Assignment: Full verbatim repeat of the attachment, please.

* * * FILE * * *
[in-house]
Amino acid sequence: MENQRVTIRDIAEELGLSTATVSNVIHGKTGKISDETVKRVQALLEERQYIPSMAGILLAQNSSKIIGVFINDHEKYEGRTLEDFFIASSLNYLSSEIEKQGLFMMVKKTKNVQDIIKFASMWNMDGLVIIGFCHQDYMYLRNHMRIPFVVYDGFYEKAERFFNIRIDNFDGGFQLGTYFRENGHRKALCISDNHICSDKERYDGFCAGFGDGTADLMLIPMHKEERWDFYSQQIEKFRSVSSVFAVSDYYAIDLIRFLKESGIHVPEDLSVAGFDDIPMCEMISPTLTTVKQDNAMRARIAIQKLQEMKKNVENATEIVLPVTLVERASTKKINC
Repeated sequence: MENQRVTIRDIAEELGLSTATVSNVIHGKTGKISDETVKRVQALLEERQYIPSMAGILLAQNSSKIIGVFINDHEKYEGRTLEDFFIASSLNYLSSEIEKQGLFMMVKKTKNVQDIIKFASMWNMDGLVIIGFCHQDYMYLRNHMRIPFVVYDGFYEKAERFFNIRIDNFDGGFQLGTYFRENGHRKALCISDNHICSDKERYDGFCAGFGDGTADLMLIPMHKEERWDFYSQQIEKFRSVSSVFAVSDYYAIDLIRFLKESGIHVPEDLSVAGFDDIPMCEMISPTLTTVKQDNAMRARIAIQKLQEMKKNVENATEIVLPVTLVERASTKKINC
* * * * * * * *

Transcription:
[in-house]
Amino acid sequence: MENQRVTIRDIAEELGLSTATVSNVIHGKTGKISDETVKRVQALLEERQYIPSMAGILLAQNSSKIIGVFINDHEKYEGRTLEDFFIASSLNYLSSEIEKQGLFMMVKKTKNVQDIIKFASMWNMDGLVIIGFCHQDYMYLRNHMRIPFVVYDGFYEKAERFFNIRIDNFDGGFQLGTYFRENGHRKALCISDNHICSDKERYDGFCAGFGDGTADLMLIPMHKEERWDFYSQQIEKFRSVSSVFAVSDYYAIDLIRFLKESGIHVPEDLSVAGFDDIPMCEMISPTLTTVKQDNAMRARIAIQKLQEMKKNVENATEIVLPVTLVERASTKKINC
Repeated sequence: MENQRVTIRDIAEELGLSTATVSNVIHGKTGKISDETVKRVQALLEERQYIPSMAGILLAQNSSKIIGVFINDHEKYEGRTLEDFFIASSLNYLSSEIEKQGLFMMVKKTKNVQDIIKFASMWNMDGLVIIGFCHQDYMYLRNHMRIPFVVYDGFYEKAERFFNIRIDNFDGGFQLGTYFRENGHRKALCISDNHICSDKERYDGFCAGFGDGTADLMLIPMHKEERWDFYSQQIEKFRSVSSVFAVSDYYAIDLIRFLKESGIHVPEDLSVAGFDDIPMCEMISPTLTTVKQDNAMRARIAIQKLQEMKKNVENATEIVLPVTLVERASTKKINC